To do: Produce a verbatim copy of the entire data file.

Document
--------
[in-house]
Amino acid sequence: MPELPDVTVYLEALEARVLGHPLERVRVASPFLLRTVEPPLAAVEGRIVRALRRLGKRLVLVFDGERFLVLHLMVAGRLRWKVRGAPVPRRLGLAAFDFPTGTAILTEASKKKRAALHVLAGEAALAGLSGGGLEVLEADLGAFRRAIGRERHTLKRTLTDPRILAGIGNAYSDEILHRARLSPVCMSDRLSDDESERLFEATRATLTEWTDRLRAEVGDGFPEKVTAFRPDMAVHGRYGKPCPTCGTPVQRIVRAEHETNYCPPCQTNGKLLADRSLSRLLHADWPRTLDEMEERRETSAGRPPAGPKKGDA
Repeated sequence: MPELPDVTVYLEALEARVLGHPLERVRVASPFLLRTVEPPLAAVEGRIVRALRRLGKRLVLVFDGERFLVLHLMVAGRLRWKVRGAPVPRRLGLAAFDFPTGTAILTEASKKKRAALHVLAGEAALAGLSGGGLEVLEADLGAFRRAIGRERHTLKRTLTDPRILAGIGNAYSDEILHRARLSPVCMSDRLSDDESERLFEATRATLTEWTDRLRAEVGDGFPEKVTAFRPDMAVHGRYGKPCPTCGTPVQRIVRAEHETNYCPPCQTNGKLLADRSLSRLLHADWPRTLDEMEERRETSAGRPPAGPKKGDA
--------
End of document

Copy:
[in-house]
Amino acid sequence: MPELPDVTVYLEALEARVLGHPLERVRVASPFLLRTVEPPLAAVEGRIVRALRRLGKRLVLVFDGERFLVLHLMVAGRLRWKVRGAPVPRRLGLAAFDFPTGTAILTEASKKKRAALHVLAGEAALAGLSGGGLEVLEADLGAFRRAIGRERHTLKRTLTDPRILAGIGNAYSDEILHRARLSPVCMSDRLSDDESERLFEATRATLTEWTDRLRAEVGDGFPEKVTAFRPDMAVHGRYGKPCPTCGTPVQRIVRAEHETNYCPPCQTNGKLLADRSLSRLLHADWPRTLDEMEERRETSAGRPPAGPKKGDA
Repeated sequence: MPELPDVTVYLEALEARVLGHPLERVRVASPFLLRTVEPPLAAVEGRIVRALRRLGKRLVLVFDGERFLVLHLMVAGRLRWKVRGAPVPRRLGLAAFDFPTGTAILTEASKKKRAALHVLAGEAALAGLSGGGLEVLEADLGAFRRAIGRERHTLKRTLTDPRILAGIGNAYSDEILHRARLSPVCMSDRLSDDESERLFEATRATLTEWTDRLRAEVGDGFPEKVTAFRPDMAVHGRYGKPCPTCGTPVQRIVRAEHETNYCPPCQTNGKLLADRSLSRLLHADWPRTLDEMEERRETSAGRPPAGPKKGDA